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N5841P accident description

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Crash location 38.985833°N, 77.968889°W
Reported location is a long distance from the NTSB's reported nearest city. This often means that the location has a typo, or is incorrect.
Nearest city Paris, VA
39.004553°N, 77.951385°W
1.6 miles away

Tail number N5841P
Accident date 31 Mar 2001
Aircraft type Piper PA-24-250
Additional details: None

NTSB description


On March 31, 2001, about 1318 eastern standard time, a Piper PA-24-250, N5841P, was substantially damaged when it collided with mountainous terrain near Paris, Virginia. The certificated private pilot/owner was fatally injured. The flight originated at the Warrenton-Faquier County Airport (W66), Warrenton, Virginia, at 1254, destined for the Winchester Regional Airport (OKV), Winchester, Virginia. Visual meteorological conditions prevailed and no flight plan was filed for the personal flight conducted under 14 CFR Part 91.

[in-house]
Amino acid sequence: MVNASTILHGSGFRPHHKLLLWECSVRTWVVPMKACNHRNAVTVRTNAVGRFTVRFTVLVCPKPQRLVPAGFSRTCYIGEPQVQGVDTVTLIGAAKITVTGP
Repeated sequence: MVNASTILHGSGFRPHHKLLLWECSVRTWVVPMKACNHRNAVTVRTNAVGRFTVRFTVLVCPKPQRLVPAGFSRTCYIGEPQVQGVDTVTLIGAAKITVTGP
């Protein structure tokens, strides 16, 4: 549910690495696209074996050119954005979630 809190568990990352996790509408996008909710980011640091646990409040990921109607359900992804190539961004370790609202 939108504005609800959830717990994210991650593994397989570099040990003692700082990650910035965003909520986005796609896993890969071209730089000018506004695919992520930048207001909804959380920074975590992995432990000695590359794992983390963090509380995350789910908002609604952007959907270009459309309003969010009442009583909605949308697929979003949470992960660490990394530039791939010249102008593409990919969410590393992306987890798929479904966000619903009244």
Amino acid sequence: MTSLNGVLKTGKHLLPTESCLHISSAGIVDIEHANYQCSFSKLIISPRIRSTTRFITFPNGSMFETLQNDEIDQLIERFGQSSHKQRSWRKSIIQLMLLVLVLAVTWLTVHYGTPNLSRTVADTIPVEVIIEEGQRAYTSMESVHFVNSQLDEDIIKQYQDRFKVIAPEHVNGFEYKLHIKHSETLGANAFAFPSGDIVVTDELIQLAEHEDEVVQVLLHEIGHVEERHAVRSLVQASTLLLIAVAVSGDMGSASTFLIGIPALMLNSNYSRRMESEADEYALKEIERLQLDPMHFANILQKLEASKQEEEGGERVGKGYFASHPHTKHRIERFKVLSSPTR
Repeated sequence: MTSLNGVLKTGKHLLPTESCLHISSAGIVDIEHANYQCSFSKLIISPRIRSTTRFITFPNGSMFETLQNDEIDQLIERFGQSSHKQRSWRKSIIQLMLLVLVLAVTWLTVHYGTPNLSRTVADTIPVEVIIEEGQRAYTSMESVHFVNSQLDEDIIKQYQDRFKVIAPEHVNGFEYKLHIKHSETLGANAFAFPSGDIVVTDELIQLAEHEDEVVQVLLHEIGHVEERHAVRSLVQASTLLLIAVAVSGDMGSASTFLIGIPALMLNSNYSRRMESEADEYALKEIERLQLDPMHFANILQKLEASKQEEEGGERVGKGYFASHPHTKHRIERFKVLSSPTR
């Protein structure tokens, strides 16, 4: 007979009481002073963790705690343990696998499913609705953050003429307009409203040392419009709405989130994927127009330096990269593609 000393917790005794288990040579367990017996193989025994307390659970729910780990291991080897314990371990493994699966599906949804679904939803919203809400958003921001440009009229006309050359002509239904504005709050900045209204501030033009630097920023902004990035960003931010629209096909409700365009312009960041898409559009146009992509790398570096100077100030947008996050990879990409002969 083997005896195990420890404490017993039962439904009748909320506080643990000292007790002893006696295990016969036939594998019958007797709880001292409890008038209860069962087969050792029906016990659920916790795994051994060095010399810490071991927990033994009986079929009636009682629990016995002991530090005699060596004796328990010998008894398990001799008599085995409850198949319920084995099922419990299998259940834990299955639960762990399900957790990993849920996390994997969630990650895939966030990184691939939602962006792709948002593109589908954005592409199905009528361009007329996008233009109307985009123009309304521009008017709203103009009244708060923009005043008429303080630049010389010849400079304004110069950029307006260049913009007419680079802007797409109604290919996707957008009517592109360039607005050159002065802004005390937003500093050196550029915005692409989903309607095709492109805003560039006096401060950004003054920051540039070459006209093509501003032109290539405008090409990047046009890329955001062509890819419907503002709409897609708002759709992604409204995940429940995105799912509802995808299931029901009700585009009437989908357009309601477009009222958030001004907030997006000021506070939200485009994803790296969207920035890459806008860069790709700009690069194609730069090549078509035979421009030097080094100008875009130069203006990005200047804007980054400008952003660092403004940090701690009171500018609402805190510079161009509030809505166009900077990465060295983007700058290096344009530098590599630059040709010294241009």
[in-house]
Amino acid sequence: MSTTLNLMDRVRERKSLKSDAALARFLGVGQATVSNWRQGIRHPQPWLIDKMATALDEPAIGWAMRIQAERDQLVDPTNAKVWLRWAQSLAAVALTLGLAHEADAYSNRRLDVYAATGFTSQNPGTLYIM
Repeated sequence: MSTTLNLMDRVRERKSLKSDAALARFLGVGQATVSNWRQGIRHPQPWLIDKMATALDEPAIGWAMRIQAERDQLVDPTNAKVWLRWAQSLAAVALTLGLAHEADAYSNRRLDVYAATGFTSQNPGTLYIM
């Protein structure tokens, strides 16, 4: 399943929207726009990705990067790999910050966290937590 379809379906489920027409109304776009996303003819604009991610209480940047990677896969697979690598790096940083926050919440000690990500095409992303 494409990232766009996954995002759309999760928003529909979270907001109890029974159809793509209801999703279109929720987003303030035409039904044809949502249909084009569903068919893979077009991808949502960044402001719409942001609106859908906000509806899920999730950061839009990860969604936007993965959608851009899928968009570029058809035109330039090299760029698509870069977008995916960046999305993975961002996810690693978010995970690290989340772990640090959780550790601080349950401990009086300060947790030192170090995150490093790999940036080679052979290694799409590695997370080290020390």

The airplane was reported missing on March 31, 2001, at 1646, and a ground search was initiated. An air search was not conducted due to low clouds. The airplane was located the following morning on April 1, 2001, at 0756.

The accident occurred during the hours of daylight approximately 38 degrees, 59 minutes north latitude, and 77 degrees, 58 minutes west longitude.


The pilot held a private pilot certificate with a rating for airplane single engine land, and instrument airplane. His most recent Federal Aviation Administration (FAA) second class medical certificate was issued on January 27, 2000. At that time, the pilot reported a total of 2,000 flight hours.

Examination of the pilot's logbook revealed that the first entry was logged on July 1, 1982, and the last entry was logged on June 24, 1999. Between that time, the pilot had logged a total of about 763.5 hours, of which 37.5 hours were in actual instrument conditions.

According to the pilot's son, his father only flew the accident airplane, and the time on the tachometer would reflect his father's total flight time since the last annual inspection.

At the time of the accident, the tachometer setting was 3166.21. Examination of the aircraft logbooks revealed that the last annual inspection performed on the airplane was on November 1, 1999, at a tachometer time of 3162.75.